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IRFS: Azerbaijan currently has more than 100 political prisoners

The Azerbaijani government is simply failing to take its human rights obligations seriously, and is committing widespread and systematic violations of its citizens’ rights, Institute for Reporters’ Freedom and Safety writes in its report titled “Azerbaijan at the OSCE: Ignoring the Human Dimension.”


As the report notes, hile Azerbaijan has historically made an effort to cooperate with the OSCE – at least, on the surface – this year has been a troubled one for the OSCE-Azerbaijan relationship. The Azerbaijani government has expressed increasing hostility towards the organization, culminating in an eventual consensus decision to downgrade the mandate of the OSCE Office in Baku to a Project Coordination Office. At the same time, uncertainty persisted surrounding the question of whether the Azerbaijani government would extend an invitation to the OSCE Office for Democratic Institutions and Human Rights (ODIHR) to monitor the upcoming 9 October presidential election.


The report says that Azerbaijan is failing to implement many of these commitments, in particular, the fundamental freedoms of expression, assembly and association, which are under attack in the run-up to Azerbaijan’s 9 October presidential election. Azerbaijan is also failing to implement its commitment to freedom from arbitrary arrest or detention. According to the Baku-based Human Rights Club, Azerbaijan currently has more than 100 political prisoners, many of whom were arrested in connection with exercising their rights to freedom of expression, assembly, or association.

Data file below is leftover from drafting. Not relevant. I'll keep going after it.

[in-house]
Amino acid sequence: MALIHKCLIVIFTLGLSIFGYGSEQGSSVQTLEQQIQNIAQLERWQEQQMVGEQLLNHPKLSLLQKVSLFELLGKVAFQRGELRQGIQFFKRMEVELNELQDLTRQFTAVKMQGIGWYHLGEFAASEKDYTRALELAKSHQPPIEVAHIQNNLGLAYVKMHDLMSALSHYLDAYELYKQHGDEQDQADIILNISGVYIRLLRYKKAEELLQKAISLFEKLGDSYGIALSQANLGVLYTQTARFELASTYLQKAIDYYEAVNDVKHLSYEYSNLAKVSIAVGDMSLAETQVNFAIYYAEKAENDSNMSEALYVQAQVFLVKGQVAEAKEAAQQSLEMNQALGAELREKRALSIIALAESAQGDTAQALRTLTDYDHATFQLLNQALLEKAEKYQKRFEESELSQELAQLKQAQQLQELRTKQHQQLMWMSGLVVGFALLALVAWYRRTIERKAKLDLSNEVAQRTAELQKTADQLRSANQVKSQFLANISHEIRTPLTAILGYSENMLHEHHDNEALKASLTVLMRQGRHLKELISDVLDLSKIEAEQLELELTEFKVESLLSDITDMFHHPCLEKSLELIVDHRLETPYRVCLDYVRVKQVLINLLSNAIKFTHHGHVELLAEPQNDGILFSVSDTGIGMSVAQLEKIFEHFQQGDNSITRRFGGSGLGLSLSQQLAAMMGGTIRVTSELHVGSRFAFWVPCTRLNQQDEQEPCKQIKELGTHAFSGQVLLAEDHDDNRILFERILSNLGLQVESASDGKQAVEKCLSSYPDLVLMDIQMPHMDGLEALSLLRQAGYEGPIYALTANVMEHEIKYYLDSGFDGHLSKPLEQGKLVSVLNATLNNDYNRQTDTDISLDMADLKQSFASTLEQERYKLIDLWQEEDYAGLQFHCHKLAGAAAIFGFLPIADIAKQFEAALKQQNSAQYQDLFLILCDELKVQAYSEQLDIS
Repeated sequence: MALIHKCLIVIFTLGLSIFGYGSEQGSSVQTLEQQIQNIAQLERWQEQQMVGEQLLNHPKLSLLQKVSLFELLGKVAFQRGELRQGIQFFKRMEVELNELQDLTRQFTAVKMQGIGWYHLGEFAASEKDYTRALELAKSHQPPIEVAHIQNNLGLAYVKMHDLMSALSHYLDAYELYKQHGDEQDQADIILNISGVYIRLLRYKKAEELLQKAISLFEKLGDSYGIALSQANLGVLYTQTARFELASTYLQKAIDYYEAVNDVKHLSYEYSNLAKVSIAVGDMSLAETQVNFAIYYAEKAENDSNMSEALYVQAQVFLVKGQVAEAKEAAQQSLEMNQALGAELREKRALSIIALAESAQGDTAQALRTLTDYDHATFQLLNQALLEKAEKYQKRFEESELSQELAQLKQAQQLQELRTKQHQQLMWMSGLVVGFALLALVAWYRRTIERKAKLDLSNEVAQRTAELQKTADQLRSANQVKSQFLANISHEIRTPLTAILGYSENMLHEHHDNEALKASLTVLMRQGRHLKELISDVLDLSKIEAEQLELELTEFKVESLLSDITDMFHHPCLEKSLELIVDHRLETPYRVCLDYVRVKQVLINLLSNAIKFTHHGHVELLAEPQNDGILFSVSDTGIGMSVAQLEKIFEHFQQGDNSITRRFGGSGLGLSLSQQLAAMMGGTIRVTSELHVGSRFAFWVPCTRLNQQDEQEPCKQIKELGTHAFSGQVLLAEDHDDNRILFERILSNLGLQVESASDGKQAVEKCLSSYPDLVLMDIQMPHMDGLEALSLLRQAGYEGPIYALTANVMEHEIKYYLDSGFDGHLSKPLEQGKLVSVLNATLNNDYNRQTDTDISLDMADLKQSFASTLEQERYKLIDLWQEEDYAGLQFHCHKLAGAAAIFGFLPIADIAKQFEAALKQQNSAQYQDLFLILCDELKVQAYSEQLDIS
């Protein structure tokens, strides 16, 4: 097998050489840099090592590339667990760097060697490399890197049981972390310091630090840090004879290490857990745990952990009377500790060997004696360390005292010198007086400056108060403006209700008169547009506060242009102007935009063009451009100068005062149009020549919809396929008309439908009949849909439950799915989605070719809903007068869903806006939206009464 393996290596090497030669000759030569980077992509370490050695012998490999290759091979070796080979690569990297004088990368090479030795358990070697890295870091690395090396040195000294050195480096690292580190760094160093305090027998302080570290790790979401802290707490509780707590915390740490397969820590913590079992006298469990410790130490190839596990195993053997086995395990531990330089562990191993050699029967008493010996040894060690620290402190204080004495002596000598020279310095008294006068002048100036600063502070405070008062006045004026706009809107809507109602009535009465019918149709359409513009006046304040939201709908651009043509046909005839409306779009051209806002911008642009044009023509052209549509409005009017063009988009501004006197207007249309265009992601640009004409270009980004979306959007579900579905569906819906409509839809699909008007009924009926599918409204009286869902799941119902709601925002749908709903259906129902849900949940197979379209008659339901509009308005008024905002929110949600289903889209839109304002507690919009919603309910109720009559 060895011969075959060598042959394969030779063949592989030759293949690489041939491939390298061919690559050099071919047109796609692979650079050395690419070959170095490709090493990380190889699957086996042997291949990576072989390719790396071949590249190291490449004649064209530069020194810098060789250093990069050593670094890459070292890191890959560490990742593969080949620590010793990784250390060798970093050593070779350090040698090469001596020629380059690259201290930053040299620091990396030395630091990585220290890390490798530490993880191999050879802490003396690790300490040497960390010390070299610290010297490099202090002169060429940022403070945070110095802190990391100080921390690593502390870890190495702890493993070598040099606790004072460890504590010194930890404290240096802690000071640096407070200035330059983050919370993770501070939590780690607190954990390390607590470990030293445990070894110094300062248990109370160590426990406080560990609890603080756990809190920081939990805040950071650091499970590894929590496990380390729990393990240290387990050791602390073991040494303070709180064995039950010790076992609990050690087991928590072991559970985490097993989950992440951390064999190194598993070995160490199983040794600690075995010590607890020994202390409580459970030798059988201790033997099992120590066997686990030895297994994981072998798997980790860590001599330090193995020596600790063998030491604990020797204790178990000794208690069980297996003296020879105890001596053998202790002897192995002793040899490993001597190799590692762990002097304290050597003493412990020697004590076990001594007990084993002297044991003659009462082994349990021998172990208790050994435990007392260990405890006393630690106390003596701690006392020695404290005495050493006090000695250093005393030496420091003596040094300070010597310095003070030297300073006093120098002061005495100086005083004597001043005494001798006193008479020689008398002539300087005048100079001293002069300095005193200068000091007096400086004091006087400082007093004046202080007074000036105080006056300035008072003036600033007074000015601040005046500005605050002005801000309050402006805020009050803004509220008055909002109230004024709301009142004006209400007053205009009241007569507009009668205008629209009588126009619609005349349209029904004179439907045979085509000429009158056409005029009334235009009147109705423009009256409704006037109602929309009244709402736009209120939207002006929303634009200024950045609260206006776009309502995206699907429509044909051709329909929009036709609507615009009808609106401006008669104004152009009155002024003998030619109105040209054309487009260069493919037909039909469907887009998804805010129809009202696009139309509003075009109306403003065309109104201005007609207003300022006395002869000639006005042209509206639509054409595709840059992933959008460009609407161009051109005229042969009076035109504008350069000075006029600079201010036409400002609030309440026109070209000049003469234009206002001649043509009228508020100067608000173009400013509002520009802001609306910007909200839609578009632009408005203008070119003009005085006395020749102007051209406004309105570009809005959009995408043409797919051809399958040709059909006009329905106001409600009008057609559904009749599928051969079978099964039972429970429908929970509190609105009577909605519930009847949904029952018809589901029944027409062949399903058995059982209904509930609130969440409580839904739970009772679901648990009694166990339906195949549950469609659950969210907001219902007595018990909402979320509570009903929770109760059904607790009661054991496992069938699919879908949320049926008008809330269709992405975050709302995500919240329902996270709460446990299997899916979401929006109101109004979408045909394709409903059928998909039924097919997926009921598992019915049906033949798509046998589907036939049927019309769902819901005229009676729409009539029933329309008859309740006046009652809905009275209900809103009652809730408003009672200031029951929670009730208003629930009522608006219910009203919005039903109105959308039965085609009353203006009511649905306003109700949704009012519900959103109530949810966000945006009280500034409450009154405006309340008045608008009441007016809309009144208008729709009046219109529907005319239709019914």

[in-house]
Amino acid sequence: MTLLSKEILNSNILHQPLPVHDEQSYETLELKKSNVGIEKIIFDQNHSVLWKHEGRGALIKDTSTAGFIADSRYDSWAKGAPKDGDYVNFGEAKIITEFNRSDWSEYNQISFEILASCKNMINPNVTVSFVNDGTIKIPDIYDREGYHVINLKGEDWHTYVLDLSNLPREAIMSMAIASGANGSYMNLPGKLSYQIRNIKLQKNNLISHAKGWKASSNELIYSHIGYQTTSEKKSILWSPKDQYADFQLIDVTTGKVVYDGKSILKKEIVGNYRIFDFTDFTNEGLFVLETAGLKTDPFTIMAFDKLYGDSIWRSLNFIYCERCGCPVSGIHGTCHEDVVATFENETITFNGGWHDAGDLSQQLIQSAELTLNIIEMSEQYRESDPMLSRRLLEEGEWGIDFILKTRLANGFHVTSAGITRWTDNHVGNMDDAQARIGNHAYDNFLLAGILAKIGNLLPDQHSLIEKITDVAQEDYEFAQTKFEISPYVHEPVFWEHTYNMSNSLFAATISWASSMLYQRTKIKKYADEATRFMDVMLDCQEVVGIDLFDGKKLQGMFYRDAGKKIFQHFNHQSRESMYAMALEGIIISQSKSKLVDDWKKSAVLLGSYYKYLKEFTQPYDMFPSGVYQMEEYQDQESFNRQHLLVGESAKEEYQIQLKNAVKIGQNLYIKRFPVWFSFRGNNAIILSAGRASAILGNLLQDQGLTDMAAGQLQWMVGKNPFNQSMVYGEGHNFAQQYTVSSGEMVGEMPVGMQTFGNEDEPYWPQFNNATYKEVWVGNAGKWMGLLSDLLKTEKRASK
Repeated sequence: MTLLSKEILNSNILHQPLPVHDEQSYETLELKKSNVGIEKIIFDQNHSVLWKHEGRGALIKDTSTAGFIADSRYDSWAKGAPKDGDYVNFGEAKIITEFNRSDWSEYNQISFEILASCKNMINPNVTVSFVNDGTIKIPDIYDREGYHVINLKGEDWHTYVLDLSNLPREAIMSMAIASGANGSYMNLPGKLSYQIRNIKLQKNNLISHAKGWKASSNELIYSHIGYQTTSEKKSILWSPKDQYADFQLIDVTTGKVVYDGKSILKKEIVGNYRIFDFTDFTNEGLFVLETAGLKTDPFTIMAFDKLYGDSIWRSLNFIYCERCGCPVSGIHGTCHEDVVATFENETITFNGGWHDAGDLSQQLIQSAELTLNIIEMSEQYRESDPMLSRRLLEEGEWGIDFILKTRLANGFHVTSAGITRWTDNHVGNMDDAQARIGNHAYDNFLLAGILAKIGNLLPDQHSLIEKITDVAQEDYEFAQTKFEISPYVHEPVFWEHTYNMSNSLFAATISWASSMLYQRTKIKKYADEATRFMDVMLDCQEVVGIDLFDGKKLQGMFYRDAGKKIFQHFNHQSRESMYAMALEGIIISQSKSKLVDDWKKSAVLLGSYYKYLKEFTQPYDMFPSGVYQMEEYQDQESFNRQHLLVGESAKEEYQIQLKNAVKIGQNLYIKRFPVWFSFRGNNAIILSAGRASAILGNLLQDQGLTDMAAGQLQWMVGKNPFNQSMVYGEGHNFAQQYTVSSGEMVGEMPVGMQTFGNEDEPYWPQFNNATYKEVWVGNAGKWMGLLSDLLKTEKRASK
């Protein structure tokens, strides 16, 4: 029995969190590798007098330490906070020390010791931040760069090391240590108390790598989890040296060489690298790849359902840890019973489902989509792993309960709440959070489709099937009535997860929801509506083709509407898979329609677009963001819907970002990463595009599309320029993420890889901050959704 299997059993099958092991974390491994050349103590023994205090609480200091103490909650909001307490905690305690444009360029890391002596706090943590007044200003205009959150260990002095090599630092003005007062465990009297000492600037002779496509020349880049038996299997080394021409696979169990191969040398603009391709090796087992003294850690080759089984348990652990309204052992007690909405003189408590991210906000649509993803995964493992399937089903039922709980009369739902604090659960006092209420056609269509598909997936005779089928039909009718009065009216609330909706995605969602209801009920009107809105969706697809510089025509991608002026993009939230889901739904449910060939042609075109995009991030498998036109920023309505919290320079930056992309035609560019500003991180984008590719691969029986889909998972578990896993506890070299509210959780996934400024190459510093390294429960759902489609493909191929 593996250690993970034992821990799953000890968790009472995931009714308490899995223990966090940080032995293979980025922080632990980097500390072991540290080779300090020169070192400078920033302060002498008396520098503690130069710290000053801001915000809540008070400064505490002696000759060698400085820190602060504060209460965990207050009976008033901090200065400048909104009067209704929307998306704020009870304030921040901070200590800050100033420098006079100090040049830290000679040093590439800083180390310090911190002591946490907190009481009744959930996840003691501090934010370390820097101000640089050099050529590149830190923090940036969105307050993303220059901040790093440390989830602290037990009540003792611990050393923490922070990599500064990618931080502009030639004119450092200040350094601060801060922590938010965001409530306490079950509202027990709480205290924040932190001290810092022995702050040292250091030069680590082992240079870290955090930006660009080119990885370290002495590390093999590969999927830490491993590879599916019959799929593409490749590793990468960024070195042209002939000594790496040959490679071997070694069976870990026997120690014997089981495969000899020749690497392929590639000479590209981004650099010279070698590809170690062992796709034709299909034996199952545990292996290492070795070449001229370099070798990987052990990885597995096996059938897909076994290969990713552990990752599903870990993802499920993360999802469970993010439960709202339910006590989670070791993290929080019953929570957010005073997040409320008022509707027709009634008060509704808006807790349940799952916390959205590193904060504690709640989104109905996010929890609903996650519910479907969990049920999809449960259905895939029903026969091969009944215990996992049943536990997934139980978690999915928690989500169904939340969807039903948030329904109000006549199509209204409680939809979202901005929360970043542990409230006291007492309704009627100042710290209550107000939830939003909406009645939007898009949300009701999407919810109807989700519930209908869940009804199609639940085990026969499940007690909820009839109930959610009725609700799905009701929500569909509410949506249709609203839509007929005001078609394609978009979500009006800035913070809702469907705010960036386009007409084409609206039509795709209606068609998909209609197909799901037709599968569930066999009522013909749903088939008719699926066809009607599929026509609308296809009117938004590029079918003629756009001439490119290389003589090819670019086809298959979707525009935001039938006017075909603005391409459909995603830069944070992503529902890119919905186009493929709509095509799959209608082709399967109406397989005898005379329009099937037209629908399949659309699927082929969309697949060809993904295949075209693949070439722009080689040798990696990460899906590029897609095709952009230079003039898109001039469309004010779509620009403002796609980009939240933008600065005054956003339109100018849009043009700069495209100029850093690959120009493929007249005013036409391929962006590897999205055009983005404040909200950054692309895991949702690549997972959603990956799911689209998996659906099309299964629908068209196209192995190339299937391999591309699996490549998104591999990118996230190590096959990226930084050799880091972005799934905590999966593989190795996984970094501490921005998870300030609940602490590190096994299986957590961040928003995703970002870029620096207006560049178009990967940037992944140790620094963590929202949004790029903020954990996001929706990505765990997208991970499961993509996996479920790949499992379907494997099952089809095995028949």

The report also reads that some of the most damaging means of electoral frauds have persisted, such as barring observers from the vote counting and tabulation process, and tampering with the final protocols.


Most significantly, the Azerbaijani government has consistently ignored ODHIR’s recommendations for many of the most important underlying changes needed to ensure the democratic conduct of elections. Thus, rather than improving the climate for media freedom, allowing all candidates to express their views freely the government has cracked down, each year taking further steps to restrict the expression of any form of criticism or dissent.


Rather than easing restrictions on citizens’ ability to exercise their right to peacefully assemble, the government has severely limited the areas where rallies are allowed to be held, and steeply increased the fines for organizing or participating in unsanctioned rallies

In recent years, the RFOMs have undertaken many missions to Azerbaijan and made many statements expressing concern about freedom of expression violations in the country, in particular the arrests of journalists and bloggers. The report reads that, though journalists and bloggers have often been released from prison early before completing their entire sentences, the cycle of arrests continues, as other critical journalists and bloggers continue to face politically motivated arrests and imprisonment in connection with their work.


With regard to the many calls to put a stop to attacks against journalists and impunity for their attackers, violence against journalists continues, with more than 200 cases documented by IRFS since the murder of Monitor magazine editor-in-chief Elmar Huseynov in March 2005. Virtually none of these cases have been seriously investigated or prosecuted, resulting in a climate of complete impunity for those who wish to use violence to silence critical voices, and a climate of fear for Azerbaijan’s media community.


To that end, IRFS has developed a set of recommendations to the OSCE for specific steps needed to improve Azerbaijan’s implementation of its obligations.



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